Taking Out the Trash: Resilience and Reuse in a Late Roman Urban Space
Author(s): Melissa Morison
This paper presents analyses of Late Roman pottery from the Gymnasium complex at ancient Corinth, Greece. Ceramic vessels from well-stratified deposits in multiple functional areas of the complex, dating from the late 4th through late 6th centuries CE, provide evidence for patterns of community resilience and adaptive capacity over a period of significant socio-economic change. Analyses of the Gymnasium ceramic assemblage reveal significant shifts in Corinth’s engagement with pan-Mediterranean trade networks, a repurposing of a significant civic complex, and related shifts in attitudes toward trash disposal, ritual, and pollution (both physical and otherwise). These changes in the conception and use of space within and adjacent to the Gymnasium complex, occurring over two centuries—from the "collapse" of the Roman Empire through the subsequent transition to the new structures of the early Medieval ("Late Roman") period—help to expand understanding of the role of large, diverse, multicultural urban centers such as Corinth in mediating regional response to larger-scale processes of cultural transformation.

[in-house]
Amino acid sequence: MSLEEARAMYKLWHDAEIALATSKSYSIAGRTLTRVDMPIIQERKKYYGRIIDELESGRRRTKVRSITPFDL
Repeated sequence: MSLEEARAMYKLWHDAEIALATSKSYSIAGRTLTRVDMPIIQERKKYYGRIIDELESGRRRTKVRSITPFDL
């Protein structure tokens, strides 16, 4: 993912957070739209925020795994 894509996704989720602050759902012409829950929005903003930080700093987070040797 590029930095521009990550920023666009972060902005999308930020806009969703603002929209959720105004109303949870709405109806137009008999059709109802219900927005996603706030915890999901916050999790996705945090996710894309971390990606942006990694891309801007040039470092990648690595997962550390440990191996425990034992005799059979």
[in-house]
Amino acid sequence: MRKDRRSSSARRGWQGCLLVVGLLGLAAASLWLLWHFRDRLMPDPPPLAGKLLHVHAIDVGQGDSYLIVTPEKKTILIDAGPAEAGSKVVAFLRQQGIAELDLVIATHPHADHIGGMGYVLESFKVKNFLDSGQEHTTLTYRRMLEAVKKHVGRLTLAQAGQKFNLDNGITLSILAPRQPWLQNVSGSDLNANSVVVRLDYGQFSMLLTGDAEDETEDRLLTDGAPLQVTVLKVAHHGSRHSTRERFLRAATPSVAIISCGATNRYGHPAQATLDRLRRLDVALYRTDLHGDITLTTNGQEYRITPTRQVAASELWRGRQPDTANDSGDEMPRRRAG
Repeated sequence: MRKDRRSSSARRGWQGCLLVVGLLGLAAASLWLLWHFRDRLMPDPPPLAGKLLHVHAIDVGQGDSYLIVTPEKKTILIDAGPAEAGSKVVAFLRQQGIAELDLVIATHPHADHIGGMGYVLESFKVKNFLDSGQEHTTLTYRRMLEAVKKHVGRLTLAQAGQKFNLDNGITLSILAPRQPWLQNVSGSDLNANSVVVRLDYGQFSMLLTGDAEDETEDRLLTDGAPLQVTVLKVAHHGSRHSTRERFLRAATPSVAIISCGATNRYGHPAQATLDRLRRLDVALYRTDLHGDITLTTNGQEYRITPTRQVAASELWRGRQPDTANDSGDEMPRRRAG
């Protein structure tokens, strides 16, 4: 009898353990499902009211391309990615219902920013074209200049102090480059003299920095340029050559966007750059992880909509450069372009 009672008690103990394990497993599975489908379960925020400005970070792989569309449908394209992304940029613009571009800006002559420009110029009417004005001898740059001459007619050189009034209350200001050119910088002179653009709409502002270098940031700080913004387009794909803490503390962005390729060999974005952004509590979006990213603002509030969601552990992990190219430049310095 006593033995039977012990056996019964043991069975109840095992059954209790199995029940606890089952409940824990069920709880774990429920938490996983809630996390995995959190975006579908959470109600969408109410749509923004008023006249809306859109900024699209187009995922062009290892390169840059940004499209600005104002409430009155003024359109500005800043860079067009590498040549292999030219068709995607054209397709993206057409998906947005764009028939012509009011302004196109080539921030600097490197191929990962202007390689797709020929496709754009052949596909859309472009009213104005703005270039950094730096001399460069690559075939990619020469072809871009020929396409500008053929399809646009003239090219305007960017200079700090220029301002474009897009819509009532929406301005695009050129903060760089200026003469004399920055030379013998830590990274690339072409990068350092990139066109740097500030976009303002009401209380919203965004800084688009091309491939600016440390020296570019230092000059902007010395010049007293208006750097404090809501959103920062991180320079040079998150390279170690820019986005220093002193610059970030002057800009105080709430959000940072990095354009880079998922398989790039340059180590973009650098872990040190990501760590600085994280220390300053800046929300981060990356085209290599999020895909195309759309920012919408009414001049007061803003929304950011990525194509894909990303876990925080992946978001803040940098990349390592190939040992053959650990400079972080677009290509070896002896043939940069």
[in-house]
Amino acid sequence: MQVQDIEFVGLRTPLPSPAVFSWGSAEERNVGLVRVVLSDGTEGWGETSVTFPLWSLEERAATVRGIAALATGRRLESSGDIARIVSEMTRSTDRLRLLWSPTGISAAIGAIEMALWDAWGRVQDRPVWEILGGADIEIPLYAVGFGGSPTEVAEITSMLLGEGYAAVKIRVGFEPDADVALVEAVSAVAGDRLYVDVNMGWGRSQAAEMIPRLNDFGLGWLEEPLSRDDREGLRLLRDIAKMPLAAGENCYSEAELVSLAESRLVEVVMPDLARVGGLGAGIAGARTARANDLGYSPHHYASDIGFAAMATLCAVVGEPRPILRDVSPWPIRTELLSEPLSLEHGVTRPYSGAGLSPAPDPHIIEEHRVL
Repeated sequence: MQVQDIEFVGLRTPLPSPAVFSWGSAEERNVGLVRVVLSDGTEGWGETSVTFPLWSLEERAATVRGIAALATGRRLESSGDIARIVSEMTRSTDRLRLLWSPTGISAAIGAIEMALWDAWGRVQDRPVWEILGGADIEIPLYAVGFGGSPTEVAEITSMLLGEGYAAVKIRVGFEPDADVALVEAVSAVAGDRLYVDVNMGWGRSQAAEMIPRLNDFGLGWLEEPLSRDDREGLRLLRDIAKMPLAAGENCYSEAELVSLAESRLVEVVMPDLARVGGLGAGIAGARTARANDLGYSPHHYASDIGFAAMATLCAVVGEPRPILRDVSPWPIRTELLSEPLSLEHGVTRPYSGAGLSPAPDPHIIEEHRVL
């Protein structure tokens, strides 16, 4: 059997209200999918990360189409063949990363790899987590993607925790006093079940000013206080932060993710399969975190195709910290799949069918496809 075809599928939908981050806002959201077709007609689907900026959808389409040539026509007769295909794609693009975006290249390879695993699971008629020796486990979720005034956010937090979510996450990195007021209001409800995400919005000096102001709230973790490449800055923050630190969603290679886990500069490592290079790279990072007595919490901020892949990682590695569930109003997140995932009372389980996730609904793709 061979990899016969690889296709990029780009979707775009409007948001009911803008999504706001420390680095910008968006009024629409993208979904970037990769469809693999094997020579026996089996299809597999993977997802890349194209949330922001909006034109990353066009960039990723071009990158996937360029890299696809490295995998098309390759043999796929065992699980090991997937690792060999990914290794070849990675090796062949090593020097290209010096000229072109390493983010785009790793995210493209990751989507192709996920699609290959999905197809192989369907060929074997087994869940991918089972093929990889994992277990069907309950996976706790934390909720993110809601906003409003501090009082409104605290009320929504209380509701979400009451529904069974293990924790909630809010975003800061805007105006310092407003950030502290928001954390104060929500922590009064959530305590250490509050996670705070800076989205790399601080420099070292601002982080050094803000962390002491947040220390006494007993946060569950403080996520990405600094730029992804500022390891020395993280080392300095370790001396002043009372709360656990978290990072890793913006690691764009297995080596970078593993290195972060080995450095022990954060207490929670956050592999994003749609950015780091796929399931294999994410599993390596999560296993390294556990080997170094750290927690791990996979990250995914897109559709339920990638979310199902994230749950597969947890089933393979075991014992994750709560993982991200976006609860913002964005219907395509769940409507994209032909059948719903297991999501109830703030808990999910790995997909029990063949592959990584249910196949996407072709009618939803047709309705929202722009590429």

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Taking Out the Trash: Resilience and Reuse in a Late Roman Urban Space. Melissa Morison. Presented at The 81st Annual Meeting of the Society for American Archaeology, Vancouver, British Columbia. 2017 ( tDAR id: 430255)
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Abstract Id(s): 17543